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COLUMN: The Southern Strategy Redux

By Jerry Augustin, Contributing Writer
Posted 1:40 AM EST, Sat., March 11, 2017

At the 2017 Conservative Political Action Committee, Kellyanne Conway, who serves as counselor to President Donald Trump, had some glowing remarks about the commander-in-chief, arguing that Trump “went right to the grassroots and brought you along.”

The notion that Trump worked from the ground up to gain favor with his supporters is objectively false. One of the biggest effects of the Trump campaign is that it exposed the “covert” agenda of the Republican Party: An agenda full of racism, homophobia, among other various -isms and phobias. When it came to the campaign that Trump ran, it wasn’t the policies that he proposed that energized his supporters, it was the rhetoric that he used that had them racing to the polls. The language that Trump used during the election cycle was nothing new; the language was a recycling of talking points used by conservatives. This time around, the coded language that he used was directed and broadcasted like never before.

Coded language is nothing new to the world of politics. Republican tactics revolve around the use of coded language. Whether it be the Southern Strategy or Ronald Reagan’s use of the term “welfare queens,” conservatives use speech that is designed to portray minority groups as a burden to American society and a problem that needs to be dealt with.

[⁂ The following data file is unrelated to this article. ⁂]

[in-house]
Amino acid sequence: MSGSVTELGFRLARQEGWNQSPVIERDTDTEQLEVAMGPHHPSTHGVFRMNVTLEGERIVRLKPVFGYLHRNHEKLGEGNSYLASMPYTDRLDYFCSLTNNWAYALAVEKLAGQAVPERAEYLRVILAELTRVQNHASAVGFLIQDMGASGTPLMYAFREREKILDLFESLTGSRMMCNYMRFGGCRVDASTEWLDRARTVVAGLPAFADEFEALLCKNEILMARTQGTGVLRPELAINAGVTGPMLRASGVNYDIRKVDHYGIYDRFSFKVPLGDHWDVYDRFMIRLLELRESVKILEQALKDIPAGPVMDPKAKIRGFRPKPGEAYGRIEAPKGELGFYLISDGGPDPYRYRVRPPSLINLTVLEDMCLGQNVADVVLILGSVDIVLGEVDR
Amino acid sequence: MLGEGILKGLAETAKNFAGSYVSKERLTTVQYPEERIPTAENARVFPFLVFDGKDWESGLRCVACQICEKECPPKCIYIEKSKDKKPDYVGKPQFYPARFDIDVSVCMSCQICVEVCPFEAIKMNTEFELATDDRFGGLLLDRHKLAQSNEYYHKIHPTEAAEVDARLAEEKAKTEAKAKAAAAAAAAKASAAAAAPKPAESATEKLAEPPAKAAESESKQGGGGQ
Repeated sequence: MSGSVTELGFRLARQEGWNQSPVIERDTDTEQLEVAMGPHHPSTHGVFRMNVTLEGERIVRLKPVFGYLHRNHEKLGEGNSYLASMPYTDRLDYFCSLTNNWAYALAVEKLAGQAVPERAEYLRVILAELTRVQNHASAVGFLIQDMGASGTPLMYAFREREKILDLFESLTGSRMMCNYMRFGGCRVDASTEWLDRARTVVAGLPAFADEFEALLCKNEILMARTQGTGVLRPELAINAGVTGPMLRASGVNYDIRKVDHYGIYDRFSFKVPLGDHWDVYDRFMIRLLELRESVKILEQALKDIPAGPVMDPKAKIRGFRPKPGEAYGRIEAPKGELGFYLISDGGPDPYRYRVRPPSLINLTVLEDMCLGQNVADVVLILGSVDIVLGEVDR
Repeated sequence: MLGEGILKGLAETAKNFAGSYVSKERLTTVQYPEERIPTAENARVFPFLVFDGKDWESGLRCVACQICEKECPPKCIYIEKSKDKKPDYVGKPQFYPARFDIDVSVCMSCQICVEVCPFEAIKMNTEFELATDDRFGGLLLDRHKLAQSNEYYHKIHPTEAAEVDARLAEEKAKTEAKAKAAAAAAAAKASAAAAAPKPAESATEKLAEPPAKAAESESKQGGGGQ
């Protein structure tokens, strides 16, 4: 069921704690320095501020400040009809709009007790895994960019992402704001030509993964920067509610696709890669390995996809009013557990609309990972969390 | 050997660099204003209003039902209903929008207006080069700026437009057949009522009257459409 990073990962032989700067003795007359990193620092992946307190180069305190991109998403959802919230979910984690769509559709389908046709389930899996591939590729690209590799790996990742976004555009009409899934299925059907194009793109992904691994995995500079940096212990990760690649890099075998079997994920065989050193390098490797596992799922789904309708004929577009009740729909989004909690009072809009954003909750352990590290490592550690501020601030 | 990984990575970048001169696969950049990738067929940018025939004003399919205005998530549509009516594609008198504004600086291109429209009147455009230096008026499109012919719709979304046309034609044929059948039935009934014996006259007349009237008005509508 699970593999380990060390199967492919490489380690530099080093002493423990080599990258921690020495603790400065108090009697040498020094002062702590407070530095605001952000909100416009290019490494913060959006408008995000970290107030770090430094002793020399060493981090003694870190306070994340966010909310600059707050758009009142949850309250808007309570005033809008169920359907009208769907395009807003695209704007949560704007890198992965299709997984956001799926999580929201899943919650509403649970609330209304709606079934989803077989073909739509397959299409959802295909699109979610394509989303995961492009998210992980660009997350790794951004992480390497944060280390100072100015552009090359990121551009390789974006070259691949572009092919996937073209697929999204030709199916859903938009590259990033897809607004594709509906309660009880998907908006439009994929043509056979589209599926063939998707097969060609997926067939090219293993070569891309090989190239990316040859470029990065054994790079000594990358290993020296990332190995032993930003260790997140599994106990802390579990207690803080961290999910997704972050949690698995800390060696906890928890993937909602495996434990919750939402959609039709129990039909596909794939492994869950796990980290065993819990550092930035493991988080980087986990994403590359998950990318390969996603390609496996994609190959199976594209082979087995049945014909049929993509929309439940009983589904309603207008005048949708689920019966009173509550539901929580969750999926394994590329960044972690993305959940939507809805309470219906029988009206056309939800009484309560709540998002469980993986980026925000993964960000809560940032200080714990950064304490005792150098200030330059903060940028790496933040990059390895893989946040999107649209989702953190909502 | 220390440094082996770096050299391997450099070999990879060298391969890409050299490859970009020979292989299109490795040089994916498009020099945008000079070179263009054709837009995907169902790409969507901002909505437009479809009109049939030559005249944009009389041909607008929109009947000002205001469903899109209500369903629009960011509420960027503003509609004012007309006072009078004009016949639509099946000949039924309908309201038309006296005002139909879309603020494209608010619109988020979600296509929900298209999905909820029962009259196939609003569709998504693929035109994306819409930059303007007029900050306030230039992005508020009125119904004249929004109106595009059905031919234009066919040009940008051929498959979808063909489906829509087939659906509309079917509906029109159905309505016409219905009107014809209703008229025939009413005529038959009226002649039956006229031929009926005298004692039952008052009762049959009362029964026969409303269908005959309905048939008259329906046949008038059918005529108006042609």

For example, during one of his speeches, Trump said, “When Mexico sends its people, they’re not sending their best…they’re sending people that have lots of problems, and they’re bringing those problems with us.” By painting Latinos as problematic, he plants the idea that those groups do more harm than good to the country, giving the average, white American the impression that they are the gold standard and that if an immigrant does not assimilate to American culture, they have no business coming to the States.

Trump’s “grassroots” campaign was, as Danielle Moodie-Mills said after the night of the election, “white supremacy’s last stand.” His use of Southern Strategy tactics riled up his supporters and allowed him to emerge victorious over Hillary Clinton. The polarizing rhetoric Trump used, and continues to use into his presidency, has an effect on all different facets of American society.

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